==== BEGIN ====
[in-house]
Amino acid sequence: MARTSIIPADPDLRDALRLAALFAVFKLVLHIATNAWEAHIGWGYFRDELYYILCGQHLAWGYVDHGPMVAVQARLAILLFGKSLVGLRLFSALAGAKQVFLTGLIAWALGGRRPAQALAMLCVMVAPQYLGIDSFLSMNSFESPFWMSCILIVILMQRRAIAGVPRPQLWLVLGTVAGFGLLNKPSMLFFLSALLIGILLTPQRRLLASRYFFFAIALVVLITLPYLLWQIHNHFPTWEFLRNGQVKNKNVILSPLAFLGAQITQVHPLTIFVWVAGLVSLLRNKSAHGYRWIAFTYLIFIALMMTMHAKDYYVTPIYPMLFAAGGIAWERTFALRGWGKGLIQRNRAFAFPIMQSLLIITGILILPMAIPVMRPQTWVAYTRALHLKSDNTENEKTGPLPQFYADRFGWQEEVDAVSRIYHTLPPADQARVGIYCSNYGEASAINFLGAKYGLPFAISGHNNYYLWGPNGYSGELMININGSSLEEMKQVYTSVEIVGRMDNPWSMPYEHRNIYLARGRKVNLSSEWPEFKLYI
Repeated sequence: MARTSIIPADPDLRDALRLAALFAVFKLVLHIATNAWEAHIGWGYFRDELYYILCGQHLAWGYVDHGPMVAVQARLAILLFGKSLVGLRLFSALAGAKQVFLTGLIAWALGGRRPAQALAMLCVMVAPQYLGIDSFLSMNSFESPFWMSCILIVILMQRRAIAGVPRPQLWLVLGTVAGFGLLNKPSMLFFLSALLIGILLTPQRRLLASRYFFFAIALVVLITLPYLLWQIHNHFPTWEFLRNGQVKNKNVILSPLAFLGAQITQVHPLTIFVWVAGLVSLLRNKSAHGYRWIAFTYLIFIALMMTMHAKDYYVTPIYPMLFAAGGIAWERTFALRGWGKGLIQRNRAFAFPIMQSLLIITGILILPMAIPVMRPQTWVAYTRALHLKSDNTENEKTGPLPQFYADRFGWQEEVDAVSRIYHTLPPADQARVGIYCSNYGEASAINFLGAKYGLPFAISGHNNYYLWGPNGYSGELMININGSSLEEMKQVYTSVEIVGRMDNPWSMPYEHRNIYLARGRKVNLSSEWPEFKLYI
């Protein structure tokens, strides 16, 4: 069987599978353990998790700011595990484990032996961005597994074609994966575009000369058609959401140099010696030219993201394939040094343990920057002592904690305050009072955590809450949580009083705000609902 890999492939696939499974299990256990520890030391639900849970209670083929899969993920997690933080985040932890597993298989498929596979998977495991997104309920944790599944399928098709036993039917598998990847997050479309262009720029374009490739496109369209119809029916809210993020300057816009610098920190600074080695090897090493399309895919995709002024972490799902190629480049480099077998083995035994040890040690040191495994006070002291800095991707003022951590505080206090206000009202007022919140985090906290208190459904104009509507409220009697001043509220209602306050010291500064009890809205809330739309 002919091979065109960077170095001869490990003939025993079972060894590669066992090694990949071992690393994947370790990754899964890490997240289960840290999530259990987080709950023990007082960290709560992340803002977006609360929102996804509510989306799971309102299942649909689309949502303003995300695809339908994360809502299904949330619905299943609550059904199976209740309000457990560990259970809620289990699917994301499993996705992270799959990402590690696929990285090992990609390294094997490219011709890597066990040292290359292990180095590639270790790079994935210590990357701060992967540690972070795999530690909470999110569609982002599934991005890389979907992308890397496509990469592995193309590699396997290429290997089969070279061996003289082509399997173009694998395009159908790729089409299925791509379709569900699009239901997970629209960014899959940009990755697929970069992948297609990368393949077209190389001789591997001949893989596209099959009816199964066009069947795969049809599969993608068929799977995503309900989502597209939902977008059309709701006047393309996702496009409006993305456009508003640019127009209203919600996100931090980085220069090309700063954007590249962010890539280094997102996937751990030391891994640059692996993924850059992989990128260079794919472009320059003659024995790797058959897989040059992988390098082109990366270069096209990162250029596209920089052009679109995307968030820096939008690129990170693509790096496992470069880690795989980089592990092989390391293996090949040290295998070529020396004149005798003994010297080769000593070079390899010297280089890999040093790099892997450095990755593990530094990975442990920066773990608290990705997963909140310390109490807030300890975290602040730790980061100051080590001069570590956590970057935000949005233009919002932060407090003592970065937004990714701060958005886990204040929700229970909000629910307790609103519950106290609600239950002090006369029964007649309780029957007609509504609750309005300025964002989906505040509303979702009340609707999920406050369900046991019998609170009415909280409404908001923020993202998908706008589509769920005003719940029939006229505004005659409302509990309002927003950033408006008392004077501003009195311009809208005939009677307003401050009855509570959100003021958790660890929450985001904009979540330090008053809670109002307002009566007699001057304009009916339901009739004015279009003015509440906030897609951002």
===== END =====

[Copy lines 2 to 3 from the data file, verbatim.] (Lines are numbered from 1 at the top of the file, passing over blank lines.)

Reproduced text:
Amino acid sequence: MARTSIIPADPDLRDALRLAALFAVFKLVLHIATNAWEAHIGWGYFRDELYYILCGQHLAWGYVDHGPMVAVQARLAILLFGKSLVGLRLFSALAGAKQVFLTGLIAWALGGRRPAQALAMLCVMVAPQYLGIDSFLSMNSFESPFWMSCILIVILMQRRAIAGVPRPQLWLVLGTVAGFGLLNKPSMLFFLSALLIGILLTPQRRLLASRYFFFAIALVVLITLPYLLWQIHNHFPTWEFLRNGQVKNKNVILSPLAFLGAQITQVHPLTIFVWVAGLVSLLRNKSAHGYRWIAFTYLIFIALMMTMHAKDYYVTPIYPMLFAAGGIAWERTFALRGWGKGLIQRNRAFAFPIMQSLLIITGILILPMAIPVMRPQTWVAYTRALHLKSDNTENEKTGPLPQFYADRFGWQEEVDAVSRIYHTLPPADQARVGIYCSNYGEASAINFLGAKYGLPFAISGHNNYYLWGPNGYSGELMININGSSLEEMKQVYTSVEIVGRMDNPWSMPYEHRNIYLARGRKVNLSSEWPEFKLYI
Repeated sequence: MARTSIIPADPDLRDALRLAALFAVFKLVLHIATNAWEAHIGWGYFRDELYYILCGQHLAWGYVDHGPMVAVQARLAILLFGKSLVGLRLFSALAGAKQVFLTGLIAWALGGRRPAQALAMLCVMVAPQYLGIDSFLSMNSFESPFWMSCILIVILMQRRAIAGVPRPQLWLVLGTVAGFGLLNKPSMLFFLSALLIGILLTPQRRLLASRYFFFAIALVVLITLPYLLWQIHNHFPTWEFLRNGQVKNKNVILSPLAFLGAQITQVHPLTIFVWVAGLVSLLRNKSAHGYRWIAFTYLIFIALMMTMHAKDYYVTPIYPMLFAAGGIAWERTFALRGWGKGLIQRNRAFAFPIMQSLLIITGILILPMAIPVMRPQTWVAYTRALHLKSDNTENEKTGPLPQFYADRFGWQEEVDAVSRIYHTLPPADQARVGIYCSNYGEASAINFLGAKYGLPFAISGHNNYYLWGPNGYSGELMININGSSLEEMKQVYTSVEIVGRMDNPWSMPYEHRNIYLARGRKVNLSSEWPEFKLYI